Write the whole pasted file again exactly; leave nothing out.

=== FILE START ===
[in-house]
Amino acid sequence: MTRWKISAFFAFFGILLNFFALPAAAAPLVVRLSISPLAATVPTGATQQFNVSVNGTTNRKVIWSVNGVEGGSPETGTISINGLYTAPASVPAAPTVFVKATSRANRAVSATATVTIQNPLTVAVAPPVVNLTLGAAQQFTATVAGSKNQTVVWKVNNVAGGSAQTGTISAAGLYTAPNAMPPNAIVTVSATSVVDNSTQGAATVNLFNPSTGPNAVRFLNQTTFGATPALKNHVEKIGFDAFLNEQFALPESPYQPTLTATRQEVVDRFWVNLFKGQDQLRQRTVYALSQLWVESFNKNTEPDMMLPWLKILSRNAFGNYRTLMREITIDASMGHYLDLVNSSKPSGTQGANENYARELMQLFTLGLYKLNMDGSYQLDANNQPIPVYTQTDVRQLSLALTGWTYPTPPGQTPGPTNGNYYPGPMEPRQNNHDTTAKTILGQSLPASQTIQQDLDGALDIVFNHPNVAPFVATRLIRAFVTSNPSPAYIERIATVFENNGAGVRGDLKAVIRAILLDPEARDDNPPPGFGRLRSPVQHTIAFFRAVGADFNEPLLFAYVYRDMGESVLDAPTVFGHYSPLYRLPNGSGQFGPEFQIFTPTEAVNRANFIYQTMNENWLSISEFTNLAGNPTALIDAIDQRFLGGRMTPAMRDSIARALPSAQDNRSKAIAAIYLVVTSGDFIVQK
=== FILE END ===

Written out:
[in-house]
Amino acid sequence: MTRWKISAFFAFFGILLNFFALPAAAAPLVVRLSISPLAATVPTGATQQFNVSVNGTTNRKVIWSVNGVEGGSPETGTISINGLYTAPASVPAAPTVFVKATSRANRAVSATATVTIQNPLTVAVAPPVVNLTLGAAQQFTATVAGSKNQTVVWKVNNVAGGSAQTGTISAAGLYTAPNAMPPNAIVTVSATSVVDNSTQGAATVNLFNPSTGPNAVRFLNQTTFGATPALKNHVEKIGFDAFLNEQFALPESPYQPTLTATRQEVVDRFWVNLFKGQDQLRQRTVYALSQLWVESFNKNTEPDMMLPWLKILSRNAFGNYRTLMREITIDASMGHYLDLVNSSKPSGTQGANENYARELMQLFTLGLYKLNMDGSYQLDANNQPIPVYTQTDVRQLSLALTGWTYPTPPGQTPGPTNGNYYPGPMEPRQNNHDTTAKTILGQSLPASQTIQQDLDGALDIVFNHPNVAPFVATRLIRAFVTSNPSPAYIERIATVFENNGAGVRGDLKAVIRAILLDPEARDDNPPPGFGRLRSPVQHTIAFFRAVGADFNEPLLFAYVYRDMGESVLDAPTVFGHYSPLYRLPNGSGQFGPEFQIFTPTEAVNRANFIYQTMNENWLSISEFTNLAGNPTALIDAIDQRFLGGRMTPAMRDSIARALPSAQDNRSKAIAAIYLVVTSGDFIVQK